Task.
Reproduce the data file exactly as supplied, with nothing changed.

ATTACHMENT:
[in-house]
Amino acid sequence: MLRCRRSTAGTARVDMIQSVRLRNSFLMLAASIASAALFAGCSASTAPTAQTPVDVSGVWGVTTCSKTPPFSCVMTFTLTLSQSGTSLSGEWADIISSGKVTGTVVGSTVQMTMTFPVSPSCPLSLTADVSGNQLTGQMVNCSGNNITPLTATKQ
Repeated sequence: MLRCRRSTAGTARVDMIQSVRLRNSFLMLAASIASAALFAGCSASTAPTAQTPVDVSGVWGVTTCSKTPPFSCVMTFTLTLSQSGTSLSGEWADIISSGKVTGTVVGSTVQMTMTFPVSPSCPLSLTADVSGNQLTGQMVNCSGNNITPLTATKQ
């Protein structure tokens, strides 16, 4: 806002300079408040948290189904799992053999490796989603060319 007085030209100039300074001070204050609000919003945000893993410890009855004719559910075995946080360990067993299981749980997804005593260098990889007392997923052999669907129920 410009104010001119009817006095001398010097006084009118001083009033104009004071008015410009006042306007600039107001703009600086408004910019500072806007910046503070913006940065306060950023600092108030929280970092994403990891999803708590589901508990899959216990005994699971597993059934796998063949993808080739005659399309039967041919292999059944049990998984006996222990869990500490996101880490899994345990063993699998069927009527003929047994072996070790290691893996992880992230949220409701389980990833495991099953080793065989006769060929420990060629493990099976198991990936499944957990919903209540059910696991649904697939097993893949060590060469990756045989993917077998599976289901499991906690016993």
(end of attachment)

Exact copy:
[in-house]
Amino acid sequence: MLRCRRSTAGTARVDMIQSVRLRNSFLMLAASIASAALFAGCSASTAPTAQTPVDVSGVWGVTTCSKTPPFSCVMTFTLTLSQSGTSLSGEWADIISSGKVTGTVVGSTVQMTMTFPVSPSCPLSLTADVSGNQLTGQMVNCSGNNITPLTATKQ
Repeated sequence: MLRCRRSTAGTARVDMIQSVRLRNSFLMLAASIASAALFAGCSASTAPTAQTPVDVSGVWGVTTCSKTPPFSCVMTFTLTLSQSGTSLSGEWADIISSGKVTGTVVGSTVQMTMTFPVSPSCPLSLTADVSGNQLTGQMVNCSGNNITPLTATKQ
């Protein structure tokens, strides 16, 4: 806002300079408040948290189904799992053999490796989603060319 007085030209100039300074001070204050609000919003945000893993410890009855004719559910075995946080360990067993299981749980997804005593260098990889007392997923052999669907129920 410009104010001119009817006095001398010097006084009118001083009033104009004071008015410009006042306007600039107001703009600086408004910019500072806007910046503070913006940065306060950023600092108030929280970092994403990891999803708590589901508990899959216990005994699971597993059934796998063949993808080739005659399309039967041919292999059944049990998984006996222990869990500490996101880490899994345990063993699998069927009527003929047994072996070790290691893996992880992230949220409701389980990833495991099953080793065989006769060929420990060629493990099976198991990936499944957990919903209540059910696991649904697939097993893949060590060469990756045989993917077998599976289901499991906690016993």